The Fall of the Sumerian Cities
Around 2000 B. c. both Sumer and Akkad were attacked by barbarian invaders. The Amorites from Syria seized control in Akkad , and built a powerful new state around the city of Babylon . The Elamites from Iran took the city of Ur , sacked it, and burnt it down. When Ur was later rebuilt under Babylonian rule, its inhabitants remembered with terror the Elamite destruction of their beloved city:
0 Father Nanna, that city into ruins was made …Its people, not potsherds, filled its sides; Its walls were breached; the people groan. In its lofty gates, where they were wont to promenade, dead bodies were lying about; in its boulevards, where the feasts were celebrated, scattered they lay. In all its streets, where they were wont to promenade, dead bodies were lying about; In its places, where the festivities of the land took place, the people lay in heaps … Ur -its weak and its strong perished through hunger; Mothers and fathers who did not leave their houses were overcome by fire; The young, lying on their mothers’ laps, like fish were carried off by the waters; In the city the wife was abandoned, the son was abandoned, the possessions were scattered about…0 Nanna, Ur has been destroyed, its people have been dispersed.
The Last of the Sumerians
Within a few centuries the Sumerians had built up a society based in 12 city-states: Kish, Uruk (in the Bible, Erech), Ur, Sippar, Akshak, Larak, Nippur, Adab, Umma, Lagash, Bad-tibira, and Larsa. According to one of the earliest historical documents, the Sumerian King List, eight kings of Sumer reigned before the famous flood. Afterwards various city-states by turns became the temporary seat of power until about 2800 BC, when they were united under the rule of one king–Etana of Kish. After Etana, the city-states vied for domination; this weakened the Sumerians, and they were ripe for conquest–first by Elamites, then by Akkadians.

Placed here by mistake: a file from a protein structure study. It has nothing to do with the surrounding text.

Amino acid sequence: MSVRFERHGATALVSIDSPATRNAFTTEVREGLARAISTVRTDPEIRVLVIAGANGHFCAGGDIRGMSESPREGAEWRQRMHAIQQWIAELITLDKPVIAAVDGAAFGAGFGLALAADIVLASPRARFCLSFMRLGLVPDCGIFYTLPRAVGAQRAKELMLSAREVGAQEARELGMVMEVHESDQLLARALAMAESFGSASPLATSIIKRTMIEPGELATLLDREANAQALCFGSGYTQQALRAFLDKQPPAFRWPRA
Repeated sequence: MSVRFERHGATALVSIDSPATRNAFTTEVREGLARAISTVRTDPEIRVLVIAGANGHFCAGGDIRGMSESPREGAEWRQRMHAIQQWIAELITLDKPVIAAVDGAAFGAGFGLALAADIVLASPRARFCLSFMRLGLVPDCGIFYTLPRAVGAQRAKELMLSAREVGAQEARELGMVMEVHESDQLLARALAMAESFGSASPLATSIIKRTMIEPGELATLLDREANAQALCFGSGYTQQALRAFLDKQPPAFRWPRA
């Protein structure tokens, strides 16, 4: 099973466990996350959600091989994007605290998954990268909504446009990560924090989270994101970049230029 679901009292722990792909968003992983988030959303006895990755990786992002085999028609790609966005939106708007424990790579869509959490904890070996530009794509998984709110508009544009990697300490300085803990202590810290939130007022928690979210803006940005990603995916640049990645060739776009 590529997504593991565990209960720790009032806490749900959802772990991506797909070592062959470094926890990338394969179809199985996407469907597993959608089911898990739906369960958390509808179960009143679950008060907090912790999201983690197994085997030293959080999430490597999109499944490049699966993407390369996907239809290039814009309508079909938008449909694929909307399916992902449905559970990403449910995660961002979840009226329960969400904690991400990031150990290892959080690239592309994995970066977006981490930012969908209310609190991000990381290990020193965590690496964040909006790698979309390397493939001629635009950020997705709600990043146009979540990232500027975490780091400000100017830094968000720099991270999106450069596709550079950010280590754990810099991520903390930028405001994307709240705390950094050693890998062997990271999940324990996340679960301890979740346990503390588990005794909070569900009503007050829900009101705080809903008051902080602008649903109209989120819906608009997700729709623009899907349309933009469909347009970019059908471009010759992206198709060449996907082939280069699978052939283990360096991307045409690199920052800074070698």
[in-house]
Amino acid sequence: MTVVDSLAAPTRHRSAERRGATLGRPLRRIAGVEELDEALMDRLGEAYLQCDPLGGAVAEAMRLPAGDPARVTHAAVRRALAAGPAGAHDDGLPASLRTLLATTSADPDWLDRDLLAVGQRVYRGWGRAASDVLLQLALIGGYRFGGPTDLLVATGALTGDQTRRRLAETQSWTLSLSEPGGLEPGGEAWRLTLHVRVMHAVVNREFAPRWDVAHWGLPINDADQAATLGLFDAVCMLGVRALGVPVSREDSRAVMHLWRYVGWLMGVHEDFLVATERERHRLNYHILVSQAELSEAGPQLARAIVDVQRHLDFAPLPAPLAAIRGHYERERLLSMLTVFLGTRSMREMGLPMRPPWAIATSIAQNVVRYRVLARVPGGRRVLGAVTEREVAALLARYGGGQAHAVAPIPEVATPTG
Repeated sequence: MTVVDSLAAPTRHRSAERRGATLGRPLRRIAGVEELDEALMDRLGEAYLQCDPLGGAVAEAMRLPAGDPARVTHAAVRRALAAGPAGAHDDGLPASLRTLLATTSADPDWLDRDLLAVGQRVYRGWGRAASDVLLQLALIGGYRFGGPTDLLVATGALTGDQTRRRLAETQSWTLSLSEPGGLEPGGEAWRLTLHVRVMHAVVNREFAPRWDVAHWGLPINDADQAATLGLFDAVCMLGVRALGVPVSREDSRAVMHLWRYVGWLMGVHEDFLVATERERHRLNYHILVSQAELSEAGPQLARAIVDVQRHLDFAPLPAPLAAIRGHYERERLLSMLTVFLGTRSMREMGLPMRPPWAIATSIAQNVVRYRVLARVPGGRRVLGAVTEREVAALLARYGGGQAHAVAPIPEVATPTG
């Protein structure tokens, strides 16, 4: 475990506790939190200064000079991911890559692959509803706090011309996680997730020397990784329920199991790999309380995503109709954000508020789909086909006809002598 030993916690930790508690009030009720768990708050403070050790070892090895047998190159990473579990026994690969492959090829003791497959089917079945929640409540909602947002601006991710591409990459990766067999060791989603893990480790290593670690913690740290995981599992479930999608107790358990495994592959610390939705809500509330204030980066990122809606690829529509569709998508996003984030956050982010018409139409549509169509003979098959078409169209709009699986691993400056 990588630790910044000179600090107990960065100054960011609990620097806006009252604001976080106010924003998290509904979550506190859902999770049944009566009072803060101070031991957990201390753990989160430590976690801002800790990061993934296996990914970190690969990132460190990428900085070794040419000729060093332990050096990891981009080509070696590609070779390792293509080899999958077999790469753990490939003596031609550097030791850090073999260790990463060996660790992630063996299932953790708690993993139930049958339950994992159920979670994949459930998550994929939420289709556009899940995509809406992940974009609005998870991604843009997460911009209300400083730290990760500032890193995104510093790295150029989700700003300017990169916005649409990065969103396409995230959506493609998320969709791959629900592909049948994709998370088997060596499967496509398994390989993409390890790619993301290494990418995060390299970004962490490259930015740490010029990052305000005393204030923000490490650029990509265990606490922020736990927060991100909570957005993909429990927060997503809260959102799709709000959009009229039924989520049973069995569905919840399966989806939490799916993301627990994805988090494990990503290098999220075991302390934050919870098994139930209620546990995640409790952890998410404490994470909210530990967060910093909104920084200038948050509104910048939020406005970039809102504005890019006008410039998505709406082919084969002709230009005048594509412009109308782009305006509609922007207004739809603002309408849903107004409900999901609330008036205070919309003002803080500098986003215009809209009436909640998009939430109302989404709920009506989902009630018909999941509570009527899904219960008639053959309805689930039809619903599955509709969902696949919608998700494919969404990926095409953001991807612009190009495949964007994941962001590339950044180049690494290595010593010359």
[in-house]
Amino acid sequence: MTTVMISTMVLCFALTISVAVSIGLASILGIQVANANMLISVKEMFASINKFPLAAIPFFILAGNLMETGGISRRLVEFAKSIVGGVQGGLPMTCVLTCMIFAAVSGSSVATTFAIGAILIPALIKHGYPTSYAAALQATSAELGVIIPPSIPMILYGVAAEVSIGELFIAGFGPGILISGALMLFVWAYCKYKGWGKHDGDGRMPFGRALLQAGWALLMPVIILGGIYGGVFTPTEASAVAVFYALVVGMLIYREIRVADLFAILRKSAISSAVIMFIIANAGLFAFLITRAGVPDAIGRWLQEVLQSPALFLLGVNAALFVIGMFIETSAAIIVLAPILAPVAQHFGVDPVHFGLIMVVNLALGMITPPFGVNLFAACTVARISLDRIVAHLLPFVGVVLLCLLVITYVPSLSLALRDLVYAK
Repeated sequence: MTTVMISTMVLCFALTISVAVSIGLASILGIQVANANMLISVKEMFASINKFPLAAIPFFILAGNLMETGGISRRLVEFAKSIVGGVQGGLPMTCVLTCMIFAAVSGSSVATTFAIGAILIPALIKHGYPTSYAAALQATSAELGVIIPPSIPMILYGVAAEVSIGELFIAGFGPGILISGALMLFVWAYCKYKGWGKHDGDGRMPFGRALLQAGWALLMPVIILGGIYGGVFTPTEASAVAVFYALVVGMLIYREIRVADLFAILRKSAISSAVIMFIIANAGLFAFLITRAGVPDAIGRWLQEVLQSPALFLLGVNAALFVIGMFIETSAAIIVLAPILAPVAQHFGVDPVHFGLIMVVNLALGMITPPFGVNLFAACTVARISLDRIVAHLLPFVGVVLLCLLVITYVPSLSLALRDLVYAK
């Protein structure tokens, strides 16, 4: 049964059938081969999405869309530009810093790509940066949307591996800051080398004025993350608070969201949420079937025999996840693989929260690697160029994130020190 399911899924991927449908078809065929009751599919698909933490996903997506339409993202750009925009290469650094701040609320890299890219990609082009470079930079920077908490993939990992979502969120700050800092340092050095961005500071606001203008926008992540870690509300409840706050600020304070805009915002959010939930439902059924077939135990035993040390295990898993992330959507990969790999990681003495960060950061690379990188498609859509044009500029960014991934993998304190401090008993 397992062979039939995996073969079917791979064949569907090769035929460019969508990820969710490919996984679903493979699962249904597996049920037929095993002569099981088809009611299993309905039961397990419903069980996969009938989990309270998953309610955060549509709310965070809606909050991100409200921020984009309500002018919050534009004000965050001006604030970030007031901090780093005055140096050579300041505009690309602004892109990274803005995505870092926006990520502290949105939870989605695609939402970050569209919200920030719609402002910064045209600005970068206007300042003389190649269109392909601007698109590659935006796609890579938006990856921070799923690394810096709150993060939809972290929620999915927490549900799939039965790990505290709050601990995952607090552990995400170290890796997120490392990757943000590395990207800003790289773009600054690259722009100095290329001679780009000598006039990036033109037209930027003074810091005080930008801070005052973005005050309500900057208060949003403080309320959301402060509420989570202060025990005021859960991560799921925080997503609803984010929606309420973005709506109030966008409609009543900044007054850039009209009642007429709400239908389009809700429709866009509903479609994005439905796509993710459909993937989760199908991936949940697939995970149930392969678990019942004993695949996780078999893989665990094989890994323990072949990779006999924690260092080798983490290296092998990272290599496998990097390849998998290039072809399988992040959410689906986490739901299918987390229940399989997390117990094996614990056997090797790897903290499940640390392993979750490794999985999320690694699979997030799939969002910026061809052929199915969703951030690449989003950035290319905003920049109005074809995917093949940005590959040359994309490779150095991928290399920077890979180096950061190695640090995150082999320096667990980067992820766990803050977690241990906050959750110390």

The Sumerians had never been very warlike, and they had only a citizen army, called to arms in time of danger. In about 2340 BC King Sargon of Akkad conquered them and went on to build an empire that stretched westward to the Mediterranean Sea. The empire, though short-lived, fostered art and literature.
Led by Ur, the Sumerians again spread their rule far westward. During Ur’s supremacy (about 2150 to 2050 BC) Sumerian culture reached its highest development. Shortly thereafter the cities lost their independence forever, and gradually the Sumerians completely disappeared as a people. Their language, however, lived on as the language of culture. Their writing, their business organization, their scientific knowledge, and their mythology and law were spread westward by the Babylonians and Assyrians